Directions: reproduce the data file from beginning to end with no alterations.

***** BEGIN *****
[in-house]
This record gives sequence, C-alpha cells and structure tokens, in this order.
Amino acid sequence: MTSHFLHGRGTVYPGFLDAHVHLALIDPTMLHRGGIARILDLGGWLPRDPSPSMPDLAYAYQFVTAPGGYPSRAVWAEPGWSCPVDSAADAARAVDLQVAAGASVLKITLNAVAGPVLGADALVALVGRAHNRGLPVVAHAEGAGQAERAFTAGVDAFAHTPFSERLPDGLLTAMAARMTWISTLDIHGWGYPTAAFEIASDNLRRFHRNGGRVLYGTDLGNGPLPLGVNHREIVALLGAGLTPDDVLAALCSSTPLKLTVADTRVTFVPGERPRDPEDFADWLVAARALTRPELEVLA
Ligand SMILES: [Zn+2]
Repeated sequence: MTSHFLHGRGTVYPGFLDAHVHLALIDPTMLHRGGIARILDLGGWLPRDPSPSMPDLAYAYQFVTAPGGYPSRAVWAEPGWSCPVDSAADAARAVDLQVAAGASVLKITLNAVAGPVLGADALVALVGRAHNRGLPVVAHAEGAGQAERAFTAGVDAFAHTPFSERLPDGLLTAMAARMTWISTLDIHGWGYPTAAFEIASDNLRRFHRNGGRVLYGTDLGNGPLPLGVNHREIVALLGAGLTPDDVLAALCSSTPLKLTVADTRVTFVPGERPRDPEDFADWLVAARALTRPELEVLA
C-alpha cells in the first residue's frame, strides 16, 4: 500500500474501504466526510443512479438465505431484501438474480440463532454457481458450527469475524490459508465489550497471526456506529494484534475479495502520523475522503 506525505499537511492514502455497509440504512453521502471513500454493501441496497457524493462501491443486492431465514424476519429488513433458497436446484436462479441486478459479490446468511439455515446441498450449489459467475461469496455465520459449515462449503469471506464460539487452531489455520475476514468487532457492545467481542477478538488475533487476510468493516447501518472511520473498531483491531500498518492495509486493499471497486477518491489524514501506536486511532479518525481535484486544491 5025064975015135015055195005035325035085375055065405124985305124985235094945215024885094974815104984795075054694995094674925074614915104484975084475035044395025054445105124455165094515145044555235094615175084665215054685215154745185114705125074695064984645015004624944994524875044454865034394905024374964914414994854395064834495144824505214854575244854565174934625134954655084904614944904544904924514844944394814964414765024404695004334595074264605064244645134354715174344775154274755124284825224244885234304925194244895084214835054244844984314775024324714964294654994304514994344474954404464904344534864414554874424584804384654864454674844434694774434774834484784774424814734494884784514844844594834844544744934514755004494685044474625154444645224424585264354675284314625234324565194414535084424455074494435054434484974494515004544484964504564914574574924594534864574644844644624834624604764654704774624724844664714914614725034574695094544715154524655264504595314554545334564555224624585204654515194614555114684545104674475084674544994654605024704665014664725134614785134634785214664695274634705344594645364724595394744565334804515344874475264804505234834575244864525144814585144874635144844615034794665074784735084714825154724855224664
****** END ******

[in-house]
This record gives sequence, C-alpha cells and structure tokens, in this order.
Amino acid sequence: MTSHFLHGRGTVYPGFLDAHVHLALIDPTMLHRGGIARILDLGGWLPRDPSPSMPDLAYAYQFVTAPGGYPSRAVWAEPGWSCPVDSAADAARAVDLQVAAGASVLKITLNAVAGPVLGADALVALVGRAHNRGLPVVAHAEGAGQAERAFTAGVDAFAHTPFSERLPDGLLTAMAARMTWISTLDIHGWGYPTAAFEIASDNLRRFHRNGGRVLYGTDLGNGPLPLGVNHREIVALLGAGLTPDDVLAALCSSTPLKLTVADTRVTFVPGERPRDPEDFADWLVAARALTRPELEVLA
Ligand SMILES: [Zn+2]
Repeated sequence: MTSHFLHGRGTVYPGFLDAHVHLALIDPTMLHRGGIARILDLGGWLPRDPSPSMPDLAYAYQFVTAPGGYPSRAVWAEPGWSCPVDSAADAARAVDLQVAAGASVLKITLNAVAGPVLGADALVALVGRAHNRGLPVVAHAEGAGQAERAFTAGVDAFAHTPFSERLPDGLLTAMAARMTWISTLDIHGWGYPTAAFEIASDNLRRFHRNGGRVLYGTDLGNGPLPLGVNHREIVALLGAGLTPDDVLAALCSSTPLKLTVADTRVTFVPGERPRDPEDFADWLVAARALTRPELEVLA
C-alpha cells in the first residue's frame, strides 16, 4: 500500500474501504466526510443512479438465505431484501438474480440463532454457481458450527469475524490459508465489550497471526456506529494484534475479495502520523475522503 506525505499537511492514502455497509440504512453521502471513500454493501441496497457524493462501491443486492431465514424476519429488513433458497436446484436462479441486478459479490446468511439455515446441498450449489459467475461469496455465520459449515462449503469471506464460539487452531489455520475476514468487532457492545467481542477478538488475533487476510468493516447501518472511520473498531483491531500498518492495509486493499471497486477518491489524514501506536486511532479518525481535484486544491 5025064975015135015055195005035325035085375055065405124985305124985235094945215024885094974815104984795075054694995094674925074614915104484975084475035044395025054445105124455165094515145044555235094615175084665215054685215154745185114705125074695064984645015004624944994524875044454865034394905024374964914414994854395064834495144824505214854575244854565174934625134954655084904614944904544904924514844944394814964414765024404695004334595074264605064244645134354715174344775154274755124284825224244885234304925194244895084214835054244844984314775024324714964294654994304514994344474954404464904344534864414554874424584804384654864454674844434694774434774834484784774424814734494884784514844844594834844544744934514755004494685044474625154444645224424585264354675284314625234324565194414535084424455074494435054434484974494515004544484964504564914574574924594534864574644844644624834624604764654704774624724844664714914614725034574695094544715154524655264504595314554545334564555224624585204654515194614555114684545104674475084674544994654605024704665014664725134614785134634785214664695274634705344594645364724595394744565334804515344874475264804505234834575244864525144814585144874635144844615034794665074784735084714825154724855224664